For years, the FCC’s Forfeiture Guidelines have provided a downward adjustment for “good faith or voluntary disclosure.” That is, the FCC will lower the penalty it might otherwise assess if the licensee or telecom provider voluntarily comes forward to disclose the violation to the Commission. This author has always felt that the Commission fails to give sufficient weight to this factor, and therefore misses the chance to encourage companies that are “under the radar” to come forward to correct a violation.
Three recent FCC enforcement actions have involved the voluntary disclosure element. In this post, we will take a look at each, to see if anything has changed in the FCC’s approach to voluntary disclosure.
First, we begin with the statute. Section 503(b)(2)(E) requires the Commission, when assessing a forfeiture, to consider “the nature, circumstances, extent and gravity of the violations and, with respect to the violator, the degree of culpability, any history of prior offenses, ability to pay, and such other matters as justice may require.” This standard is repeated in Section 1.80(b)(8) of the Commission’s rules. Section 1.80 further lists specific criteria the Commission will consider to increase or decrease the forfeiture in specific cases. Among its “downward adjustment” criteria is the violator’s “good faith or voluntary disclosure.”
Three cases in the past two months have dealt with the voluntary disclosure element of FCC forfeitures:
Unipoint Technologies. In Unipoint Technologies, the FCC had proposed a forfeiture of $179,000 for violations of the FCC’s carrier registration rules and associated payment and reporting obligations. The $179,000 figure was reached by adding the informal base forfeiture amounts the Commission has used for each associated violation to reach the total forfeiture. Unipoint sought reduction of the forfeiture for, among other reasons, its voluntary disclosure of the violations.
In the Forfeiture Order, however, the FCC rejected these claims. The Commission did not dispute that Unipoint brought the violations to the FCC’s attention, but it nevertheless concluded that a downward adjustment was not warranted. The Commission declared that a downward adjustment is appropriate,
only if two conditions are met: (1) the disclosing company has taken corrective measures prior to a Commission inquiry or initiation of an enforcement action; and (2) there cannot have been a lengthy delay between the time that the company learned of the violation and the time it brought the violation to the Commission’s attention.
The Commission concluded that Unipoint’s actions were not prompt enough, and noted that, when it did come forward via a Section 214 application, it did not request temporary authorization to cure its violation quickly, and did not disclose the prior operation for another four months. Due to Unipoint’s dilatory conduct, the Commission refused to make a reduction in the forfeiture amount.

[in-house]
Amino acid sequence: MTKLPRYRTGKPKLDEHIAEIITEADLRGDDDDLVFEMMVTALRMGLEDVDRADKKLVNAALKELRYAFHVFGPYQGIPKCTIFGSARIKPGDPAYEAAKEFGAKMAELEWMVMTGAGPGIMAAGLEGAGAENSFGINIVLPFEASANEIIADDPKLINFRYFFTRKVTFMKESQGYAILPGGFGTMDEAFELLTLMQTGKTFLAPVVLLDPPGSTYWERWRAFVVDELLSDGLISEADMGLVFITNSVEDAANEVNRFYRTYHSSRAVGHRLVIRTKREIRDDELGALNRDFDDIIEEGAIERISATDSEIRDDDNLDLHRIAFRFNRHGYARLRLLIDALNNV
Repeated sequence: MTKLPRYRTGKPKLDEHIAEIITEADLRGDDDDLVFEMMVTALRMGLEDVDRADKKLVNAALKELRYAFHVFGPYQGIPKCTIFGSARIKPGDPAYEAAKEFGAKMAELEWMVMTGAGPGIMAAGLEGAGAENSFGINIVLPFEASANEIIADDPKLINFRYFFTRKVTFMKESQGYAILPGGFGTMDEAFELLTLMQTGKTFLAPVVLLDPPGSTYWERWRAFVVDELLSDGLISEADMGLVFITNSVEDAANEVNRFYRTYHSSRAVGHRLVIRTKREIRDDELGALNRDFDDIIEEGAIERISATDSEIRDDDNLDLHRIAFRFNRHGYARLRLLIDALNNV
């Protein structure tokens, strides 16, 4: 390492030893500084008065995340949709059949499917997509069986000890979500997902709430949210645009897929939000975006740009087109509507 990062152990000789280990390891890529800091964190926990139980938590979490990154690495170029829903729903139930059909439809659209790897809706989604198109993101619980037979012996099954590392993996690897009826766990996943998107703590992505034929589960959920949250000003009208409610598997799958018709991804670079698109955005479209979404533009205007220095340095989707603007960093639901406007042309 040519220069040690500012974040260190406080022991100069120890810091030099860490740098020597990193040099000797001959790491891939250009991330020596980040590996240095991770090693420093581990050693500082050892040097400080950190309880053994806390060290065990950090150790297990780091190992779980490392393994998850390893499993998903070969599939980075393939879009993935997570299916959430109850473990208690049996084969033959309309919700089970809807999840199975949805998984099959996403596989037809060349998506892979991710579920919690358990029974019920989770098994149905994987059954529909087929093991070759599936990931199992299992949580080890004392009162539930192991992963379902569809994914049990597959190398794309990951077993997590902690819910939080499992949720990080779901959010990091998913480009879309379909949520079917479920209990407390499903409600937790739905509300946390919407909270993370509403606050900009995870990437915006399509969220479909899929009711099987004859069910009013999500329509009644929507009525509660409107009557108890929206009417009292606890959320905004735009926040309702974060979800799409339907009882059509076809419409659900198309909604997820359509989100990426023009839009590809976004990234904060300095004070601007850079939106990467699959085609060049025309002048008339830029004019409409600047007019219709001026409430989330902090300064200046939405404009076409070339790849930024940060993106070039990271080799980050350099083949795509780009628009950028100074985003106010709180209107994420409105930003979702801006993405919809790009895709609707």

Radio License Holding XI, LLC. In Radio License Holding, the FCC affirmed its proposal to assess a $44,000 forfeiture for 11 violations of the Commission’s sponsorship identification rules. The respondent, Radio License Holding (Radio License) contended, among other things, that it discovered the violations and “took prompt action to correct the problem” before receiving the FCC’s inquiry.
The Commission declined to reduce the forfeiture for two reasons. First, it noted that, while Radio License “resumed compliance” after discovering the violations, it did not disclose them to the FCC. Second, the Commission faulted Radio License for failing to take corrective action with regard to the prior violations, such as by making announcements that the previous broadcasts were sponsored stories, not news broadcasts.
Rubard, LLC d/b/a Centmobile. Finally, in December, the FCC released a Consent Decree with Rubard, LLC d/b/a Centmobile (Centmobile) for for violations of the FCC’s carrier registration rules and associated payment and reporting obligations. This action was a Consent Decree, so fewer facts surrounding the investigation and potential violations are disclosed. However, the action is notable because the target entity was a start-up dial-around provider of international telecommunications services. Per the Consent Decree, the entity operated for approximately 13 months before voluntarily coming forward to seek an international 214 and register with the Commission. This seems to be an unusually short time period to prompt an enforcement action — Unipoint, for example, operated for nearly three years before filing for authorization. Moreover, Centmobile came forward before an FCC inquiry, and appears to have been prompt in correcting its violations (it filed its first 499-A, for example, only seven weeks late).
Nevertheless, the Centmobile agreed to a voluntary contribution of $185,000. This appears to be the undiscounted fine the FCC would impose for (1) failing to register as a carrier ($100,000) and (2) failing to file a CPNI certification ($25,000), plus $15,000 each for four failures to file the quarterly prepaid card provider certifications. (The FCC has not set a base forfeiture for the quarterly certifications, but $15,000 would be in the range it might assess.) In other words, it does not appear that Centmobile received any downward adjustment for its voluntary disclosure to the FCC.
These cases indicate that the Commission has not softened its stance on voluntary disclosures, and, if anything, has been less hospitable to those who come forward voluntarily. The lesson appears to be that the best way to reduce a forfeiture is to correct any violations as early as possible. If one does this, it will have fewer violations to resolve, and thus will pay a lesser amount. Even the entity that comes forward to disclose its violations is likely to pay the same amount (or close to it) for each violation. I’m not sure that’s the message the FCC intends to send, however.